North Carolina State Profile Fiscal Year 2007
The Department of Public Instruction and community-based organizations in North Carolina received $2,223,963 in federal funds for abstinence-only-until-marriage programs in Fiscal Year 2007. 1
North Carolina Sexuality Education Law and Policy
North Carolina schools are required to teach a comprehensive health education program, which includes prevention of sexually transmitted diseases, including HIV/AIDS, and “abstinence until marriage education.” Schools must stress the importance of parental involvement and abstinence from sex until marriage in disease prevention. Students must also be taught refusal skills and strategies to handle peer pressure. Curricula must teach that a “mutually faithful monogamous heterosexual relationship in the context of marriage is the best lifelong means of avoiding diseases transmitted by sexual contact,” including HIV/AIDS. With respect to contraception and family planning, the law states:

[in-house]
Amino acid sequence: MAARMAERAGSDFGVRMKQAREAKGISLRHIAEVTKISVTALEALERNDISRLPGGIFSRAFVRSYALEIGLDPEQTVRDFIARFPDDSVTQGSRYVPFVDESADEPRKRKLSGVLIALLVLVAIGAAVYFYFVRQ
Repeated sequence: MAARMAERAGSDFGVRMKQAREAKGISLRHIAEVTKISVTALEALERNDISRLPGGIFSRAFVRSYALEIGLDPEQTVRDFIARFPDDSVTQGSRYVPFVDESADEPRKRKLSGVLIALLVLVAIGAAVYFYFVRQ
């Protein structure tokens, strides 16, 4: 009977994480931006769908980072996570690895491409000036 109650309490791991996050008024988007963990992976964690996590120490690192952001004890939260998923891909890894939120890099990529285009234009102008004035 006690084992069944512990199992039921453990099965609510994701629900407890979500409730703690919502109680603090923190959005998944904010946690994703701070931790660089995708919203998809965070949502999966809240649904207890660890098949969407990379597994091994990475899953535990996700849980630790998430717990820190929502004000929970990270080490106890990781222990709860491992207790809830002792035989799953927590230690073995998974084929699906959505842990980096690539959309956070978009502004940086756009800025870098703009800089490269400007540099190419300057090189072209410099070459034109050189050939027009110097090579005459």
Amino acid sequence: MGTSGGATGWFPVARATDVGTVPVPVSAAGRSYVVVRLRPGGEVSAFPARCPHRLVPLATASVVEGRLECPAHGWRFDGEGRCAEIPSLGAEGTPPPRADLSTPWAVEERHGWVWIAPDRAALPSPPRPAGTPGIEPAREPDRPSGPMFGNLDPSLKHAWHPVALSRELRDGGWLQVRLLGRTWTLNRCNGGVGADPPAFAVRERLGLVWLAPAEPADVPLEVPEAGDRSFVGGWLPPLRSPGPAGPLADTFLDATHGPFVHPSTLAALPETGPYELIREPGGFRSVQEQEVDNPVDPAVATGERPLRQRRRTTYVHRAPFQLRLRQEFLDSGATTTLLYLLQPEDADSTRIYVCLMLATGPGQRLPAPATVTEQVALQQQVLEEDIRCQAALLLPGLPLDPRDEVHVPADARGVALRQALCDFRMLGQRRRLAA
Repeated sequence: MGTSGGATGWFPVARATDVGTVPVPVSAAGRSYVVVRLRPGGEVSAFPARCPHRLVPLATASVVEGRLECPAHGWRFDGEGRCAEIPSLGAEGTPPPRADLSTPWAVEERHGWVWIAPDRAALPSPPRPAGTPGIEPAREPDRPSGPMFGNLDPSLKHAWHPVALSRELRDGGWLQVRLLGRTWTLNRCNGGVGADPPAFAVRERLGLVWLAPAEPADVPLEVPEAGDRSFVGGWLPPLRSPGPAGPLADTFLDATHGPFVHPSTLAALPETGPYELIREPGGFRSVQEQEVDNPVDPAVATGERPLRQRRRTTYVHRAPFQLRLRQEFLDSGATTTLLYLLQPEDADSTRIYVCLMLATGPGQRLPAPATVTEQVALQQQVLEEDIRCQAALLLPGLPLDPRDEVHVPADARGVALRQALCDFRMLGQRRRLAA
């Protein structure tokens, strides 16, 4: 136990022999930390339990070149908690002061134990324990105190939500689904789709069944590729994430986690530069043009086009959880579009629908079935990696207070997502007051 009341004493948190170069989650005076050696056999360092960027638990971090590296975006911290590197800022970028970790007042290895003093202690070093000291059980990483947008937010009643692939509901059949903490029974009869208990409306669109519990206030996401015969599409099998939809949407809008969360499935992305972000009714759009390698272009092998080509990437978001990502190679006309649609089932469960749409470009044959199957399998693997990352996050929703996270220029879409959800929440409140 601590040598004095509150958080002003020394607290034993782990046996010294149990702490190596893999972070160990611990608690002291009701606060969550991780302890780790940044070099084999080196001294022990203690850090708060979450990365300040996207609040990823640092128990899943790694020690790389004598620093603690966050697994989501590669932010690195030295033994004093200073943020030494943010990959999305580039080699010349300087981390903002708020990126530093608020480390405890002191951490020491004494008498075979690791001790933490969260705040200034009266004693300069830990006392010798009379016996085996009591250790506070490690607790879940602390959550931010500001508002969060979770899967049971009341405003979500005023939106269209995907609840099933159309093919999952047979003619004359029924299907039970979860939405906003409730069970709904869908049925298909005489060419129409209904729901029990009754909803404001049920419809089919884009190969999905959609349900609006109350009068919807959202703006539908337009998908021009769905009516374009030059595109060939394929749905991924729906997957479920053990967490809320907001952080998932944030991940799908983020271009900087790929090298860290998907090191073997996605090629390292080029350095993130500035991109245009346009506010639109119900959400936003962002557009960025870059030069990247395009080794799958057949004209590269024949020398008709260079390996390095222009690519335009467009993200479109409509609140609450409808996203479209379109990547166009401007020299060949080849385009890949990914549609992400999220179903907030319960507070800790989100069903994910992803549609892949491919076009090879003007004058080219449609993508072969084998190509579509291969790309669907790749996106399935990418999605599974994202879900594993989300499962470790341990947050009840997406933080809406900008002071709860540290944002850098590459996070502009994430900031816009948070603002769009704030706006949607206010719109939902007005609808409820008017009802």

Students may receive information about where to obtain contraceptives and abortion referral services only in accordance with a local board’s policy regarding parental consent. Any instruction concerning the use of contraceptives or prophylactics shall provide accurate statistical information on their effectiveness and failure rates for preventing pregnancy and sexually transmitted diseases, including HIV/AIDS, in actual use among adolescent populations and shall explain clearly the difference between risk reduction and risk elimination through abstinence. The Department of Health and Human Services shall provide the most current available information at the beginning of each school year.
Furthermore, in North Carolina contraceptives cannot be made available or distributed on school property.